Japanese Strip Quilt – Finished

Here it is – the finished, bound quilt (just a label needed – I’ll do that later this afternoon when I get back from some errands).

Quilt Top

I did the quilting from top to bottom in line with the strips, instead of across the quilt. I wanted to emphasize the flow of the piecing. I was lucky my quilting design was the perfect size for the side borders and fills that space nicely (It was pure luck that I was able to balance the border quilting on each side!). It took a lot of precise positioning to make the embroidery joins work but it would take a hawk eye to detect the slight misalignments I decided to live with. I used a variegated white/grey/black thread, top and bottom and I like how it turned out on the back. On the front, the stitching blended well with the coloured strips. However, I darkened the light stitching in the dark strip ends because otherwise the alternating strip ends were obscured and that was a detail I worked hard to achieve.

Quilt Back

The back has worked out well. The pieced insert brings colour and interest to the back. The side borders of the strip blend well with the backing fabric yet effectively set off the insertion. I used strips of the backing fabric (which I had found in a second shop after I’d pinned the sandwich together) for binding. I’ve finally learned 2 1/4″ binding strips are better than 2 1/2″ – I have less fabric to fold under on the front of the quilt – easier to manage when I’m pinning the binding in place on the quilt front after first stitching it to the back.

I would have liked the quilt to be a wee bit longer but I was limited by my original 66″ length of backing fabric – all that was left on the bolt. The quilt is still a respectable 62″ long.

Japanese Strip Quilt

Pieced Strip Top Completed

I finally finished piecing this strip quilt – much more difficult than I expected it to be. Assembling long strips, particularly strips that have themselves been pieced, and consisting of different fabrics, tends to produce a “bow” – so you have to alternate the direction in which each new strip is attached. This means you sew one strip placed on the top, the next the strip is beneath because you want to start at opposite ends of the growing top for alternate strips.

Assembling The Strips

The piecing of the strips themselves was also a challenge. I joined lengths of complementary fabric pieces being careful to alternate the direction of the joins from one strip to the next. Then to assemble the top each strip had to be carefully laid out, the background fabric attached at one end, that end trimmed and aligned, then the opposite background end had to be attached and trimmed.

No chain piecing here – each and every strip is unique with the joins needing to be staggered and in alternating directions. So, of course, the creating and assembling of this quilt top took much longer than piecing say a collection of half-square triangles were it’s possible to mass produce the blocks.

Now I have to come up with an idea for the back. I have 66″ of a single width of backing fabric – I will need to insert close to 10″ in order for the back to be wide enough for the top. Still thinking about what kind of piecing will complement the strips on the top.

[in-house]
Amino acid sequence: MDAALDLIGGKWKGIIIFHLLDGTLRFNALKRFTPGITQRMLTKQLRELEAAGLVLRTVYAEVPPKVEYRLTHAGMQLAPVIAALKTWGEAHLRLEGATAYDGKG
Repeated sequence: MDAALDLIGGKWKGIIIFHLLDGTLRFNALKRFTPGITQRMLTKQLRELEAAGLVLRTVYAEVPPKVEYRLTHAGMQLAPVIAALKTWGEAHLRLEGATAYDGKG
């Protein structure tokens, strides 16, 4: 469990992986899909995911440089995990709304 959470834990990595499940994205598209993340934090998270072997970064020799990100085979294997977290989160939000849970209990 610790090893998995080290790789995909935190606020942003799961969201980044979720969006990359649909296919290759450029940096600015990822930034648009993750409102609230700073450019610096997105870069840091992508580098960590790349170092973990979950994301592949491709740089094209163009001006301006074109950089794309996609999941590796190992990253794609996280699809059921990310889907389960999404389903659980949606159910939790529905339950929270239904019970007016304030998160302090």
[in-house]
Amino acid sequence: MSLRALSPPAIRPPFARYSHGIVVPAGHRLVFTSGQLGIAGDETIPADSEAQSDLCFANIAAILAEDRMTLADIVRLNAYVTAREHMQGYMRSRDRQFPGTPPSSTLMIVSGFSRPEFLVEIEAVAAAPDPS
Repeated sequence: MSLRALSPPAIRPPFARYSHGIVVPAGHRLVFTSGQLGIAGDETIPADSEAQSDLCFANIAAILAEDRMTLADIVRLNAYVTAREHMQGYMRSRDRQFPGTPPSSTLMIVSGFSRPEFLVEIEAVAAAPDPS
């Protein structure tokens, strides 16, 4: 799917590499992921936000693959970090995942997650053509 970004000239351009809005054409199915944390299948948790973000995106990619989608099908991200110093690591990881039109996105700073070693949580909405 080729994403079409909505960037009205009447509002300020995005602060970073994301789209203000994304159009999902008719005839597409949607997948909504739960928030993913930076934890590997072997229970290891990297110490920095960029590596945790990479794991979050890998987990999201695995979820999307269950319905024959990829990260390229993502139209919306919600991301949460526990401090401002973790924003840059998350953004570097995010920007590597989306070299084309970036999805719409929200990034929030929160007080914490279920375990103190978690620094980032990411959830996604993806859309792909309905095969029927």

Improvisation #6 – Finished

Finished yesterday, label added today.

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Quilt Top

I’m please with how lively the quilt is and how the full and partial circles turned out. Not a usual layout for drunkard’s path blocks but one that works well with these fabrics – prints with an Asian/Japanese flavour. I like the contrast between the blacks/lights and brick fabrics. The dark border also helps the circles pop.

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Quilt Back

For the back, I used blocks that didn’t quite make it up to size (most of the initial blocks) – I trimmed them by 1/4″ and was able to use them here. Notice, one circle just above the mid point, the rest of the blocks arrayed in one of the more traditional drunkard’s path layout.

To quilt my quilts I usually assemble the whole by pin basting, then stitching in the ditch along the block edges. This time, I stitched only around the border, leaving the pins in place while I quilted each block individually. Quilting this way covers any misalignment of the back strip with the columns on the top – that misalignment does show up if I’ve stitched in the ditch – I’m not usually out by much, maybe 1/2″ from top edge to bottom, but I can see that slightly off vertical line in the quilting on the back.

The design I created for this quilt aligned so the beginnings and ends of each embroidery link up and the whole looks as if I’d done the quilting edge to edge on a long-arm quilter (I’m getting better at this!). The border design is the same design, just downsized so I was able to stitch out two repeats using my grand endless hoop – that hoop makes the whole process go very quickly unlike having to individually hoop each of the 63 blocks in the quilt top. I was able to align each new start precisely with the ending of the previous stitch-out.

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Quilt Detail